The words we use create meaning and make sense of the world around us. Language culturally constructs our perceptions, and the overarching language used to talk about climate change is negative. The apocalyptic predictions that scientists give for the 21st century and beyond provide us with a vocabulary of trepidation, disaster, fear, and ultimately paralysis about the coming challenges. Changing the way we speak about climate change means acquiring new and different words.
Besides switching our vocabularies and our mindsets to more positive connotations in our own language, there are certain concepts and terms nonexistent in the English language that would aid in our envisioning of a better future.
Published later this year, the collection Loanwords to Live With: An Ecotopian Lexicon Against the Anthropocene seeks to assemble a disparate lexicon that describes “not what exists in fossil-fueled capitalism but what should be: ecological terms and phrases that intimate and inspire better ways of life.” Ecotopian language in the Anglosphere pits mankind as separate from nature, deepening the divide between us and the environment. Reaching beyond English and the dominant narrative of humans triumphing over the elements, we provide here a list of 6 words or terms of potential topics in the collection to reinvent how we talk about climate change and our relationship to the rest of life in the ecological web.
In Ancient Mayan mythology, each person was believed to have a companion animal that shared their soul and fate – as such, human and nature were intimately connected. The relationship between a person and their nahual is described like wearing a mask: one hides behind the other. The quetzal, Guatemala’s national bird, was said to be the nahual of a Mayan prince who fought the Spanish conquistadors. When the prince was felled by a Spanish spear, the quetzal which was circling overhead in protection, flew down and landed upon the prince’s wound, dipping its breast feathers in his blood – this is why the breast feathers of the quetzal are said to be a fiery red.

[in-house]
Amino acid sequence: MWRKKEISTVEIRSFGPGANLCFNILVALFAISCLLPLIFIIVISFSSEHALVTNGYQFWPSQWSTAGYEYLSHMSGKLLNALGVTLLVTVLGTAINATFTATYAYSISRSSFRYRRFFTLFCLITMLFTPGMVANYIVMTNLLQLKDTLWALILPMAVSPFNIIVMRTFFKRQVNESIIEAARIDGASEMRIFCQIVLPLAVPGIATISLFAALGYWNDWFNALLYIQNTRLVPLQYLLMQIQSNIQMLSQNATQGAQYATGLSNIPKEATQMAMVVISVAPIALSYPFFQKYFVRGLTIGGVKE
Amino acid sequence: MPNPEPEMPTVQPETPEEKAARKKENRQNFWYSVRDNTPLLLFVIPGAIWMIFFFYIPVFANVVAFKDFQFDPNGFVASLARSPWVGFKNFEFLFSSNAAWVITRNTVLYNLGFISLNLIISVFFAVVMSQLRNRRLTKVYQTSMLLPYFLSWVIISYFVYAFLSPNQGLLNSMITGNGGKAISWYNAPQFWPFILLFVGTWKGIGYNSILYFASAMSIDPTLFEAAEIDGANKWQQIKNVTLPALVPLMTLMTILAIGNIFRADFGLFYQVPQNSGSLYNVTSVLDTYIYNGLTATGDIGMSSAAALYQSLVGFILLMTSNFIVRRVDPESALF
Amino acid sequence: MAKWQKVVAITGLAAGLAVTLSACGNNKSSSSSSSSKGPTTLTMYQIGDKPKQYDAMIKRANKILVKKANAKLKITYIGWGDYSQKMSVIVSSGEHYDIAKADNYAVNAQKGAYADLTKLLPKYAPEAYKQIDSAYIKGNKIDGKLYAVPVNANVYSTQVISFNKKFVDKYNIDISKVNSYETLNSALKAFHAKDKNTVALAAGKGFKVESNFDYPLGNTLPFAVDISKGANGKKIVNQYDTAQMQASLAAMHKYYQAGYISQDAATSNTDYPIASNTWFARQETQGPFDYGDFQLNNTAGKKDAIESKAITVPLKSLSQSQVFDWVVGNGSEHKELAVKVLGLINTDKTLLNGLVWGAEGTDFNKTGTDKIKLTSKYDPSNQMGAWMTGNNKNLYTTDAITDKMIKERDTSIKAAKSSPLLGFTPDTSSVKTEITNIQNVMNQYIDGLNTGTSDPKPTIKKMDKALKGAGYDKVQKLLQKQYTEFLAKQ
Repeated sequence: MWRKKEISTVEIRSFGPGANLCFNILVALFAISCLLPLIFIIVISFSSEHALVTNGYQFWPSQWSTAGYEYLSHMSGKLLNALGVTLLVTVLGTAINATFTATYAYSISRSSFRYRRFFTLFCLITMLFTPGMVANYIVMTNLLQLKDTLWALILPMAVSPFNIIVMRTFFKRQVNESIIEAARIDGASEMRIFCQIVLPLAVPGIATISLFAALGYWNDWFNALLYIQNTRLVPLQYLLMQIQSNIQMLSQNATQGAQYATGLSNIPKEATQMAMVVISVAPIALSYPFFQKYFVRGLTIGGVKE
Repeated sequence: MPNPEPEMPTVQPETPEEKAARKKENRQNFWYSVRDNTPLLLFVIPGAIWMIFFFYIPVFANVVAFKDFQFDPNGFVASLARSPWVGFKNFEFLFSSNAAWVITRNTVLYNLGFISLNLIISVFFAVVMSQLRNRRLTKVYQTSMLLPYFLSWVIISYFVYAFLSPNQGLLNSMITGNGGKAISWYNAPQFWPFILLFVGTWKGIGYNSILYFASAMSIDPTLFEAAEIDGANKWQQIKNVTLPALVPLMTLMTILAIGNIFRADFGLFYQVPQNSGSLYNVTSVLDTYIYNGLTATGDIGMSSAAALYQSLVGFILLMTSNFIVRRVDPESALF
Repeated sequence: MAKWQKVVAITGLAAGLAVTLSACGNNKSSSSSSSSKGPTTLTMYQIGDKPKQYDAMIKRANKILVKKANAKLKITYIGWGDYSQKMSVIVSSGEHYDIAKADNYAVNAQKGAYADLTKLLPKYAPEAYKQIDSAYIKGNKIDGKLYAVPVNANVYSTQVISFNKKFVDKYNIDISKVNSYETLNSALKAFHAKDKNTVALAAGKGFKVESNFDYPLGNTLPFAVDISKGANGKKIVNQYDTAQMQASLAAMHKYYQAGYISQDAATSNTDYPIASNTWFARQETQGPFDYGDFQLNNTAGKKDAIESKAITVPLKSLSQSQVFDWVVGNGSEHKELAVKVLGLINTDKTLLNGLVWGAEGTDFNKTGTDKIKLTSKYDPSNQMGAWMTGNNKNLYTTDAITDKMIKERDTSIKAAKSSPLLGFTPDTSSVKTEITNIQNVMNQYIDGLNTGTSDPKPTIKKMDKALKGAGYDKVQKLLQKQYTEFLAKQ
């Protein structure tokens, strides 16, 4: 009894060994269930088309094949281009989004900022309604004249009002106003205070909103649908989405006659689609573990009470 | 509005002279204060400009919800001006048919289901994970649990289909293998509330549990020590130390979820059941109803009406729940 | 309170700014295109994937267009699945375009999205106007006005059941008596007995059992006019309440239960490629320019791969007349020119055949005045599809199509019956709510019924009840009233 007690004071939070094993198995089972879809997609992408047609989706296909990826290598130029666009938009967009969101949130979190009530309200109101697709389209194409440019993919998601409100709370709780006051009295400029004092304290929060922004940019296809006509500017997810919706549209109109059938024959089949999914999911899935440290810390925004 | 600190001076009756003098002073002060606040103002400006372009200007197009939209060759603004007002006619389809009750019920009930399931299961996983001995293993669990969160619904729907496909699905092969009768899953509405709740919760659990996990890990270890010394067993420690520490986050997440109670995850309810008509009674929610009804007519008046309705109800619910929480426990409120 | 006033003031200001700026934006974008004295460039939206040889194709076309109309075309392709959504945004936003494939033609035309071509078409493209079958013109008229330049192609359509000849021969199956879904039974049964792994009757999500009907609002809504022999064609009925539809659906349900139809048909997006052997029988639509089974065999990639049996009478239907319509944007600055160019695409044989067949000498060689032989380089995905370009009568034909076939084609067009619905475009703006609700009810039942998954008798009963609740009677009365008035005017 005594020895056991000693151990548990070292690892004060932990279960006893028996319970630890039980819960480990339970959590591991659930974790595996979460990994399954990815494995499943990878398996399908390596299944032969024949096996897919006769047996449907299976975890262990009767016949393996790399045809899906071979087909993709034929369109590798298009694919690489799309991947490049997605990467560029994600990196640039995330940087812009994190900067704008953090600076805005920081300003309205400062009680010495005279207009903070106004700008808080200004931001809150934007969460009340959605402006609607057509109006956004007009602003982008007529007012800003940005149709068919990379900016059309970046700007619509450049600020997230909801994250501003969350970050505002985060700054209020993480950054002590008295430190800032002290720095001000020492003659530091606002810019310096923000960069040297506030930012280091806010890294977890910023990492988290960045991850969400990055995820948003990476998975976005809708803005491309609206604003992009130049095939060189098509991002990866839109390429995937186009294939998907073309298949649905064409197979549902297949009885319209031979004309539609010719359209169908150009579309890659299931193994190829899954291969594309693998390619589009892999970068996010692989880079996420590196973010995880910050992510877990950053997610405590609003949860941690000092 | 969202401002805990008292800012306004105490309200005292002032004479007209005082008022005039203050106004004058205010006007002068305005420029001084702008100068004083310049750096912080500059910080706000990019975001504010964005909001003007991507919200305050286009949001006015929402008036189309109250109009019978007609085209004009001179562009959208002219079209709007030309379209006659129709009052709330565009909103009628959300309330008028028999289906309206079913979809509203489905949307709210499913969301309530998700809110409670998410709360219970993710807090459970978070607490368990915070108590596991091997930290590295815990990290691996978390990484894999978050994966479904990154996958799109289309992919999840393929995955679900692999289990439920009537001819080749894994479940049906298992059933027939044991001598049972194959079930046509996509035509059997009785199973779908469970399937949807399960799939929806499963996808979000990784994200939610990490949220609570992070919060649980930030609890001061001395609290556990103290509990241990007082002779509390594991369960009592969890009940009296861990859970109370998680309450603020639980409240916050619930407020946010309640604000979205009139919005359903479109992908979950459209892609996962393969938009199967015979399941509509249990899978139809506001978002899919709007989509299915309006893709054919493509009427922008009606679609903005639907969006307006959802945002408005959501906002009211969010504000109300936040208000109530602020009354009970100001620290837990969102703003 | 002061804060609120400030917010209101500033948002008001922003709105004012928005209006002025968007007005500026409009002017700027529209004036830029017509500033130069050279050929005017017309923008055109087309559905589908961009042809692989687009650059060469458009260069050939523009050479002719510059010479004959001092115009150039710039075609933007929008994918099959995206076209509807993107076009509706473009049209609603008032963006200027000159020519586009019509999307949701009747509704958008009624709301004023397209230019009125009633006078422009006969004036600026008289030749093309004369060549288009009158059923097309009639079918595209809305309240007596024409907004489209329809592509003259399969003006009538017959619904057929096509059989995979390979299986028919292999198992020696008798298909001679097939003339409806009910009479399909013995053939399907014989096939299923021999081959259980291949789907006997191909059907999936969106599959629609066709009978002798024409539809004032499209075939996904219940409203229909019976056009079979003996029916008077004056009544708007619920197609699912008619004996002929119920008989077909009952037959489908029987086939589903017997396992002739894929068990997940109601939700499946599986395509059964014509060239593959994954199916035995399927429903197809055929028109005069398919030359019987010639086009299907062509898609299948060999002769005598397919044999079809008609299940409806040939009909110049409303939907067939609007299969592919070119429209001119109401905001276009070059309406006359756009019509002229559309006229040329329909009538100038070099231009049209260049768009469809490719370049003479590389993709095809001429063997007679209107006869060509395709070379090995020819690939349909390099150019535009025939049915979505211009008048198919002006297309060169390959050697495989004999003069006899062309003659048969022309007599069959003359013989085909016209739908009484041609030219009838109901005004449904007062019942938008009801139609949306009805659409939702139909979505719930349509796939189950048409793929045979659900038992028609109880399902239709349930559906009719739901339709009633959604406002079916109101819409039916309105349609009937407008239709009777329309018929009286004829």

Your nahual is assigned to you at birth, and similar to a zodiac, influences one’s character traits.
The term empath is borrowed from science fiction writing, most notably from Octavia Butler’s Parable of the Sower which is a hopeful tale set in a dystopian United States. An empath is a person with paranormal ability to perceive the mental or emotional state of another individual. Butler’s protagonist in this novel became a “sharer” or empathy because her mother took a drug while pregnant. The protagonist shares the pain of all those living around her, and the connection she has to the rest of the world through compassion and empathy, rather than selfishness, become the guiding principles to a new society that the protagonist founds. Empathy and sympathy are central to the concept of universal humanity, and nurturing our capacities to be empaths, or emotional sponges, from a young age, will allow us to engrave the importance of other life (human and non-human) into our consciousness.
3. Pachamama (and other earth gods/goddesses)
Pachamama is an earth goddess of the Andes Mountains who survived the Spanish conquest and is still revered today. In Incan mythology, Pachamama presides over planting and harvesting and has the power to embody mountains or shake the earth. In English, Pachamama most closely means Mother Earth. Pacha means earth, cosmos, universe, time, space etc. in Quechua and Aymara, and Mama means Mother. The deity is claimed to be the origin of the elements of the world as we know it – the four cosmological Quechua principles of Water, Earth, Moon, and Sun come from Pachamama. The relationship to Pachamama is visible to this day in the practice of challa, or the sprinkling of drops of beer/alcohol on the ground before drinking as a way to give thanks to Pachamama.